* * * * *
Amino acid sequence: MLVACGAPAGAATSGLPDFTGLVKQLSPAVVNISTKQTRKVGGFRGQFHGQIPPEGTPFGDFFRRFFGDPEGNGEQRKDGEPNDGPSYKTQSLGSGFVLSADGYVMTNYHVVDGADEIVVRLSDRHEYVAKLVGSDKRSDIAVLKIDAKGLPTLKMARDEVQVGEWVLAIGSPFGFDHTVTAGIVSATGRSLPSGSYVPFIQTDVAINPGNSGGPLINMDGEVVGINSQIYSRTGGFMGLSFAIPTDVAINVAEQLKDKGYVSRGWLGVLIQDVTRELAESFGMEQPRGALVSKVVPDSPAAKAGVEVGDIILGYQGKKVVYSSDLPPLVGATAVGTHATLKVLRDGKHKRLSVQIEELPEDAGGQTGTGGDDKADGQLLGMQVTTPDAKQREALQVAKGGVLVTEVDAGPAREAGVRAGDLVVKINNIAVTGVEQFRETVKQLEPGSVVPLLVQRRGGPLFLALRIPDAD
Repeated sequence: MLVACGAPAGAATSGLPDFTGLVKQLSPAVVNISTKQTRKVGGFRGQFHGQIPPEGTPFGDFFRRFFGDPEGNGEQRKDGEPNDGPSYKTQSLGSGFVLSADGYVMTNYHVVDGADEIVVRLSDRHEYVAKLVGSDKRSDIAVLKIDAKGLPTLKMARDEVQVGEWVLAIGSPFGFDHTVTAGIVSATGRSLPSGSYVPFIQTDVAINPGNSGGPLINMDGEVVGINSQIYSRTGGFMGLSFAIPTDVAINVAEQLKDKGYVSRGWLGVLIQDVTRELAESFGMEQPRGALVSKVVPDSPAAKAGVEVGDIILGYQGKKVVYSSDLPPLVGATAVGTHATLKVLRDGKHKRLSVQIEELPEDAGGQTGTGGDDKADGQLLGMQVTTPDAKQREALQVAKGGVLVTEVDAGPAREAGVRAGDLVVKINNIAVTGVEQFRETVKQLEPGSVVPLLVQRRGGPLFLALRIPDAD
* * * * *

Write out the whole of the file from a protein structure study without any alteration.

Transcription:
Amino acid sequence: MLVACGAPAGAATSGLPDFTGLVKQLSPAVVNISTKQTRKVGGFRGQFHGQIPPEGTPFGDFFRRFFGDPEGNGEQRKDGEPNDGPSYKTQSLGSGFVLSADGYVMTNYHVVDGADEIVVRLSDRHEYVAKLVGSDKRSDIAVLKIDAKGLPTLKMARDEVQVGEWVLAIGSPFGFDHTVTAGIVSATGRSLPSGSYVPFIQTDVAINPGNSGGPLINMDGEVVGINSQIYSRTGGFMGLSFAIPTDVAINVAEQLKDKGYVSRGWLGVLIQDVTRELAESFGMEQPRGALVSKVVPDSPAAKAGVEVGDIILGYQGKKVVYSSDLPPLVGATAVGTHATLKVLRDGKHKRLSVQIEELPEDAGGQTGTGGDDKADGQLLGMQVTTPDAKQREALQVAKGGVLVTEVDAGPAREAGVRAGDLVVKINNIAVTGVEQFRETVKQLEPGSVVPLLVQRRGGPLFLALRIPDAD
Repeated sequence: MLVACGAPAGAATSGLPDFTGLVKQLSPAVVNISTKQTRKVGGFRGQFHGQIPPEGTPFGDFFRRFFGDPEGNGEQRKDGEPNDGPSYKTQSLGSGFVLSADGYVMTNYHVVDGADEIVVRLSDRHEYVAKLVGSDKRSDIAVLKIDAKGLPTLKMARDEVQVGEWVLAIGSPFGFDHTVTAGIVSATGRSLPSGSYVPFIQTDVAINPGNSGGPLINMDGEVVGINSQIYSRTGGFMGLSFAIPTDVAINVAEQLKDKGYVSRGWLGVLIQDVTRELAESFGMEQPRGALVSKVVPDSPAAKAGVEVGDIILGYQGKKVVYSSDLPPLVGATAVGTHATLKVLRDGKHKRLSVQIEELPEDAGGQTGTGGDDKADGQLLGMQVTTPDAKQREALQVAKGGVLVTEVDAGPAREAGVRAGDLVVKINNIAVTGVEQFRETVKQLEPGSVVPLLVQRRGGPLFLALRIPDAD